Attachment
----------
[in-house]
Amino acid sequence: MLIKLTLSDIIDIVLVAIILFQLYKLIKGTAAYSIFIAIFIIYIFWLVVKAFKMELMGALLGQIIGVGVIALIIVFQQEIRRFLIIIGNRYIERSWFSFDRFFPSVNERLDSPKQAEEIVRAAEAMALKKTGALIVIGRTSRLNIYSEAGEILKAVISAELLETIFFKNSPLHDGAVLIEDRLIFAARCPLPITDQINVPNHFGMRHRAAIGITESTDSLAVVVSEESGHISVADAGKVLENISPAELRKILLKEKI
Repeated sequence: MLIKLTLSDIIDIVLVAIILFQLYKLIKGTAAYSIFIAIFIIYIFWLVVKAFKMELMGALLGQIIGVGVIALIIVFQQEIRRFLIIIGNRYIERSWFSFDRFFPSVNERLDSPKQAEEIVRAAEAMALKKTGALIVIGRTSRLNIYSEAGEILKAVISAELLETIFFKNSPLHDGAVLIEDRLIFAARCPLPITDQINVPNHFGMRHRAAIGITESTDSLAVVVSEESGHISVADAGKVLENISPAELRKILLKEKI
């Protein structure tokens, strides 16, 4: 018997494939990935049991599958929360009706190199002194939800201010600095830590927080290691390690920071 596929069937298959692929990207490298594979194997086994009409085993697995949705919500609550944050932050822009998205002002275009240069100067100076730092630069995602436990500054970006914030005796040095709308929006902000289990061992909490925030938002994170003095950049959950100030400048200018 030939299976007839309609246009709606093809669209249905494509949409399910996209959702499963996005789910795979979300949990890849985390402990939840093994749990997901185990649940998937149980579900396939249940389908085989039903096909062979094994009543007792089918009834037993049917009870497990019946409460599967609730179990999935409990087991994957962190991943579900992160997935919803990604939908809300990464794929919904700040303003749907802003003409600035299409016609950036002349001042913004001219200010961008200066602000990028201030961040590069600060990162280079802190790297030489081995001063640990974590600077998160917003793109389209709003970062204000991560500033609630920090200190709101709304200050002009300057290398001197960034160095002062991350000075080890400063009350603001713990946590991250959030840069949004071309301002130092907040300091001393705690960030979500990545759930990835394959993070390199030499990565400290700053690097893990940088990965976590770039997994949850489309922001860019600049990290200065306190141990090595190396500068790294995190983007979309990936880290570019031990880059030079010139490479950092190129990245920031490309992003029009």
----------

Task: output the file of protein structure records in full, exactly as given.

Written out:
[in-house]
Amino acid sequence: MLIKLTLSDIIDIVLVAIILFQLYKLIKGTAAYSIFIAIFIIYIFWLVVKAFKMELMGALLGQIIGVGVIALIIVFQQEIRRFLIIIGNRYIERSWFSFDRFFPSVNERLDSPKQAEEIVRAAEAMALKKTGALIVIGRTSRLNIYSEAGEILKAVISAELLETIFFKNSPLHDGAVLIEDRLIFAARCPLPITDQINVPNHFGMRHRAAIGITESTDSLAVVVSEESGHISVADAGKVLENISPAELRKILLKEKI
Repeated sequence: MLIKLTLSDIIDIVLVAIILFQLYKLIKGTAAYSIFIAIFIIYIFWLVVKAFKMELMGALLGQIIGVGVIALIIVFQQEIRRFLIIIGNRYIERSWFSFDRFFPSVNERLDSPKQAEEIVRAAEAMALKKTGALIVIGRTSRLNIYSEAGEILKAVISAELLETIFFKNSPLHDGAVLIEDRLIFAARCPLPITDQINVPNHFGMRHRAAIGITESTDSLAVVVSEESGHISVADAGKVLENISPAELRKILLKEKI
């Protein structure tokens, strides 16, 4: 018997494939990935049991599958929360009706190199002194939800201010600095830590927080290691390690920071 596929069937298959692929990207490298594979194997086994009409085993697995949705919500609550944050932050822009998205002002275009240069100067100076730092630069995602436990500054970006914030005796040095709308929006902000289990061992909490925030938002994170003095950049959950100030400048200018 030939299976007839309609246009709606093809669209249905494509949409399910996209959702499963996005789910795979979300949990890849985390402990939840093994749990997901185990649940998937149980579900396939249940389908085989039903096909062979094994009543007792089918009834037993049917009870497990019946409460599967609730179990999935409990087991994957962190991943579900992160997935919803990604939908809300990464794929919904700040303003749907802003003409600035299409016609950036002349001042913004001219200010961008200066602000990028201030961040590069600060990162280079802190790297030489081995001063640990974590600077998160917003793109389209709003970062204000991560500033609630920090200190709101709304200050002009300057290398001197960034160095002062991350000075080890400063009350603001713990946590991250959030840069949004071309301002130092907040300091001393705690960030979500990545759930990835394959993070390199030499990565400290700053690097893990940088990965976590770039997994949850489309922001860019600049990290200065306190141990090595190396500068790294995190983007979309990936880290570019031990880059030079010139490479950092190129990245920031490309992003029009």